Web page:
“Let them shoot me…” From: 1937 Investigation proceedings in the Perm archives
In the year 1937, the Stalin regime carried out unrelenting, swift, and utterly draconian “purges” of all potentially “anti-soviet” elements. With Nicholai Yezhov as NKVD chief, the purge began with the show trials of old-guard Communists whom Stalin perceived as a threat to his power, and swept out over the entire country, taking with it over a million innocent victims in the span of a year. The foreign press remained long in denial about the torture, execution, and imprisonment of people in the USSR, and to this day only a few who fell into this grinder are remembered by name outside of Russia.
The Russian Orthodox Church in 1937 saw the arrest of 85% of its clergy, along with thousands of unknown laymen and women. This was the year that saw most of the executions at the Butovo firing range—a site that now has a church standing as a memorial to those victims.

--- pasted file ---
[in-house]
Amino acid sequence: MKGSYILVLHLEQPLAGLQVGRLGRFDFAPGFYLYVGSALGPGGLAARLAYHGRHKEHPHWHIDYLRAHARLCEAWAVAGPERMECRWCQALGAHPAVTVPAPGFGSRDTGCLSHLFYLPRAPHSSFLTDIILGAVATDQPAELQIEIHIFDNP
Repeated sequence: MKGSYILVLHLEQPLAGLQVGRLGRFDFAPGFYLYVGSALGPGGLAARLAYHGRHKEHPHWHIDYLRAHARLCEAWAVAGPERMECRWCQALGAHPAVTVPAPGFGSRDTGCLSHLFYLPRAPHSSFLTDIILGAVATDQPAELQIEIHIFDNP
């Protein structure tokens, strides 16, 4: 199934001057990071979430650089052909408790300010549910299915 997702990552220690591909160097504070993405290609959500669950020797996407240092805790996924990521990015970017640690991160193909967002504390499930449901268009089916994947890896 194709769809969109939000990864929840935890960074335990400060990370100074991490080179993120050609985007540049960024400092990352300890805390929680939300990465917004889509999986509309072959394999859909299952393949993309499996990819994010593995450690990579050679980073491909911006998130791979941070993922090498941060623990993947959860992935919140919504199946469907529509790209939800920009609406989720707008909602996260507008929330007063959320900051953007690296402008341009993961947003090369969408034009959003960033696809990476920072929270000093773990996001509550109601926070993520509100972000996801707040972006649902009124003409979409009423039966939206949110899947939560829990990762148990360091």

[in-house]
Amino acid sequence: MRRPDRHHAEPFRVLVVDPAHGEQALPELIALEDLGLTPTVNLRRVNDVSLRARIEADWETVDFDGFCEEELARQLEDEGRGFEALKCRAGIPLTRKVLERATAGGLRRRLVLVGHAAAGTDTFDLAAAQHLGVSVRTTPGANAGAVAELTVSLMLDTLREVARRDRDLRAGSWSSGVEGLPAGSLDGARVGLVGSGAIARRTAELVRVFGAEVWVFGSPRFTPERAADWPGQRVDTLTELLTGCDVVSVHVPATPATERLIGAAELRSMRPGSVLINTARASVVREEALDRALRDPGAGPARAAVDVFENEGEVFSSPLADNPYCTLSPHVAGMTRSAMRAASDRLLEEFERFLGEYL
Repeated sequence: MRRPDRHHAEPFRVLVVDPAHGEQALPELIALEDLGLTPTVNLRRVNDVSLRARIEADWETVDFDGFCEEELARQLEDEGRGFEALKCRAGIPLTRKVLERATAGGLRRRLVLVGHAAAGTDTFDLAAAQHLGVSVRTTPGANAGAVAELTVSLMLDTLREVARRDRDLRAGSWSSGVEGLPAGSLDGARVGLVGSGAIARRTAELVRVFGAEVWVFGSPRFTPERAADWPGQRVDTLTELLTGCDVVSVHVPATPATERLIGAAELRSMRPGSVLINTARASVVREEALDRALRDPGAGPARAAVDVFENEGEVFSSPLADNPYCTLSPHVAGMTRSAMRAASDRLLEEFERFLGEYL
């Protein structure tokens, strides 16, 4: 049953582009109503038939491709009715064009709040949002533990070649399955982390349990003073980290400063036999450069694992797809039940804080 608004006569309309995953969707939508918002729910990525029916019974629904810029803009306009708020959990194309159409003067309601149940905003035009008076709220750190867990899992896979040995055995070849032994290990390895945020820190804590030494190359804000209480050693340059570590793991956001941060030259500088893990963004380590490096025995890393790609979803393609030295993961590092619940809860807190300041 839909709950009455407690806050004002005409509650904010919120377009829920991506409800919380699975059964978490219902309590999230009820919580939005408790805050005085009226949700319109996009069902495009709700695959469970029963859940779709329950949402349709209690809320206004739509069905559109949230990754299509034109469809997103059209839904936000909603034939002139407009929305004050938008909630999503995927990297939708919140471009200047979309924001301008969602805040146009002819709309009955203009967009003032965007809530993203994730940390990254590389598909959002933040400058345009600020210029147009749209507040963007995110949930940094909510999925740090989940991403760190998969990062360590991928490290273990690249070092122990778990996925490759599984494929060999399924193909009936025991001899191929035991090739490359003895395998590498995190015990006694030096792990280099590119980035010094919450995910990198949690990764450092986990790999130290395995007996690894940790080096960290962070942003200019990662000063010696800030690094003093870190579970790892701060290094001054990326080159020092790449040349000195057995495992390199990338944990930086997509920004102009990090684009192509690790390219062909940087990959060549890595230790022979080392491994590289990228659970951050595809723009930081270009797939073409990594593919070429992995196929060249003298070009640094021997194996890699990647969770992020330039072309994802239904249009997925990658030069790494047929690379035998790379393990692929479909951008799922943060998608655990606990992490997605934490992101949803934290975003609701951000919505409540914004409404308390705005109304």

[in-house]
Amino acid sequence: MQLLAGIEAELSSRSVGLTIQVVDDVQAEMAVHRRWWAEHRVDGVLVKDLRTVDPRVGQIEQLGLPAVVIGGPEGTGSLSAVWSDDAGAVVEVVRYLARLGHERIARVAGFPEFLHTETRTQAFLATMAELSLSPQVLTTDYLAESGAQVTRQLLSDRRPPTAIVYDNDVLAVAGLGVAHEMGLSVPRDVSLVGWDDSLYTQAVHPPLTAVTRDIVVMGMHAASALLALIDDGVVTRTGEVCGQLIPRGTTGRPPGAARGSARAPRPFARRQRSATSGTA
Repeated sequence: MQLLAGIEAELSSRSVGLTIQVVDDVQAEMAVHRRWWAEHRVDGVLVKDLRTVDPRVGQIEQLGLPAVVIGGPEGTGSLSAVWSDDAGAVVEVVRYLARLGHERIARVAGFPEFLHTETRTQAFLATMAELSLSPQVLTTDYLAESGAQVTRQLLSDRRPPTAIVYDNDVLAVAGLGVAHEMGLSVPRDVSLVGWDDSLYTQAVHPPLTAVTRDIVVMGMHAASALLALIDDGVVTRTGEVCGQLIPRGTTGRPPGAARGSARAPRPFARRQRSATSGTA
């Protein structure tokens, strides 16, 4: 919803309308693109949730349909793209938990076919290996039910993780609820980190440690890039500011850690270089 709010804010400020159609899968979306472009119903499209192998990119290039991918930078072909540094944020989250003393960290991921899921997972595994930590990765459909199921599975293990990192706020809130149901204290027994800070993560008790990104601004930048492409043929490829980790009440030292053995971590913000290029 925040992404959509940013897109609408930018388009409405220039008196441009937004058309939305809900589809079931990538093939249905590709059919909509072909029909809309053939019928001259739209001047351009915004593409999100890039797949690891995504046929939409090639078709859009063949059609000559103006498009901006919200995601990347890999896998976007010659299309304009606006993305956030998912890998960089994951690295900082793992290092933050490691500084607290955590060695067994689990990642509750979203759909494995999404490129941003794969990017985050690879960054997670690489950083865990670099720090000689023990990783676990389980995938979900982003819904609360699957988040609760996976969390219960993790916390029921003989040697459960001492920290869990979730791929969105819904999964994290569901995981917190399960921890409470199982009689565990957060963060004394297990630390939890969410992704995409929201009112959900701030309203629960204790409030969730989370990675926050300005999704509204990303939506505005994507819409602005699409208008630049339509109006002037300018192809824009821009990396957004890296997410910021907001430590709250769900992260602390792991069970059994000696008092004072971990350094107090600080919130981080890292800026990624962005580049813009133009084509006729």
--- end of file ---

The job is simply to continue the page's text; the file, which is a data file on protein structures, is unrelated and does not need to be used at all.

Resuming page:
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In 2012 the legal “statute of limitations” of 75 years ran out, and researchers were given access to the investigation archives from 1937, including those of the Perm state archives of recent history. There was a year of familiarization with the archives: searches, systematization and processing of materials, making contact with the fate of people swept away by the wave of the “Great Terror”. Of course, is not possible to encompass everything in such a short period of time: not only were clergy and parish workers brought to trial during the Yezhov period but also ordinary laypeople, called to the NKVD as witnesses and accused. For the diocesan department of the history and canonization [of new martyrs], the cases of priests and others serving in the church were singled out first. Only the “first cut” has been taken to date—the preliminary results.